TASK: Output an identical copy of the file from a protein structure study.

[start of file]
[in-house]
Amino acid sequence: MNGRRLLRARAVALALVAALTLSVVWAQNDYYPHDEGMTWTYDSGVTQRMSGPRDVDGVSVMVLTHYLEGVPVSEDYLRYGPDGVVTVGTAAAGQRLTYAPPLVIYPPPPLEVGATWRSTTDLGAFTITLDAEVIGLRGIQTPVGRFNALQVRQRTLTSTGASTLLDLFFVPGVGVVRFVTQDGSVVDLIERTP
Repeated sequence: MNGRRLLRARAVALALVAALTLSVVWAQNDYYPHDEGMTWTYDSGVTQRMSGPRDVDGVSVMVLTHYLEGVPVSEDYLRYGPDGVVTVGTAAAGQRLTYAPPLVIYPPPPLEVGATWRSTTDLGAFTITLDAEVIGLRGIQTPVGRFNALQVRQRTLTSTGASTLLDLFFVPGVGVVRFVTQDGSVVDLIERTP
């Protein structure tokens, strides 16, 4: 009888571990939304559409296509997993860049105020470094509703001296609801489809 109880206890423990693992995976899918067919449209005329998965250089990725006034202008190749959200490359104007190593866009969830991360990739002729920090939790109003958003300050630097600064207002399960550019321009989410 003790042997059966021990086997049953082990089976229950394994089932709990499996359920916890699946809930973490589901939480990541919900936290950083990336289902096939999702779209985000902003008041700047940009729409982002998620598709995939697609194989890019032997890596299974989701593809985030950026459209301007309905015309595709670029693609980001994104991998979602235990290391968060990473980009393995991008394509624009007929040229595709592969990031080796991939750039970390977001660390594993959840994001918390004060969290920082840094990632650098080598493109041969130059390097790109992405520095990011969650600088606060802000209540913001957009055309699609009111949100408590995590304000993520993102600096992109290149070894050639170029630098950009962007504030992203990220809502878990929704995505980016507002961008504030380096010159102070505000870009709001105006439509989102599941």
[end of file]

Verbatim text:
[in-house]
Amino acid sequence: MNGRRLLRARAVALALVAALTLSVVWAQNDYYPHDEGMTWTYDSGVTQRMSGPRDVDGVSVMVLTHYLEGVPVSEDYLRYGPDGVVTVGTAAAGQRLTYAPPLVIYPPPPLEVGATWRSTTDLGAFTITLDAEVIGLRGIQTPVGRFNALQVRQRTLTSTGASTLLDLFFVPGVGVVRFVTQDGSVVDLIERTP
Repeated sequence: MNGRRLLRARAVALALVAALTLSVVWAQNDYYPHDEGMTWTYDSGVTQRMSGPRDVDGVSVMVLTHYLEGVPVSEDYLRYGPDGVVTVGTAAAGQRLTYAPPLVIYPPPPLEVGATWRSTTDLGAFTITLDAEVIGLRGIQTPVGRFNALQVRQRTLTSTGASTLLDLFFVPGVGVVRFVTQDGSVVDLIERTP
């Protein structure tokens, strides 16, 4: 009888571990939304559409296509997993860049105020470094509703001296609801489809 109880206890423990693992995976899918067919449209005329998965250089990725006034202008190749959200490359104007190593866009969830991360990739002729920090939790109003958003300050630097600064207002399960550019321009989410 003790042997059966021990086997049953082990089976229950394994089932709990499996359920916890699946809930973490589901939480990541919900936290950083990336289902096939999702779209985000902003008041700047940009729409982002998620598709995939697609194989890019032997890596299974989701593809985030950026459209301007309905015309595709670029693609980001994104991998979602235990290391968060990473980009393995991008394509624009007929040229595709592969990031080796991939750039970390977001660390594993959840994001918390004060969290920082840094990632650098080598493109041969130059390097790109992405520095990011969650600088606060802000209540913001957009055309699609009111949100408590995590304000993520993102600096992109290149070894050639170029630098950009962007504030992203990220809502878990929704995505980016507002961008504030380096010159102070505000870009709001105006439509989102599941």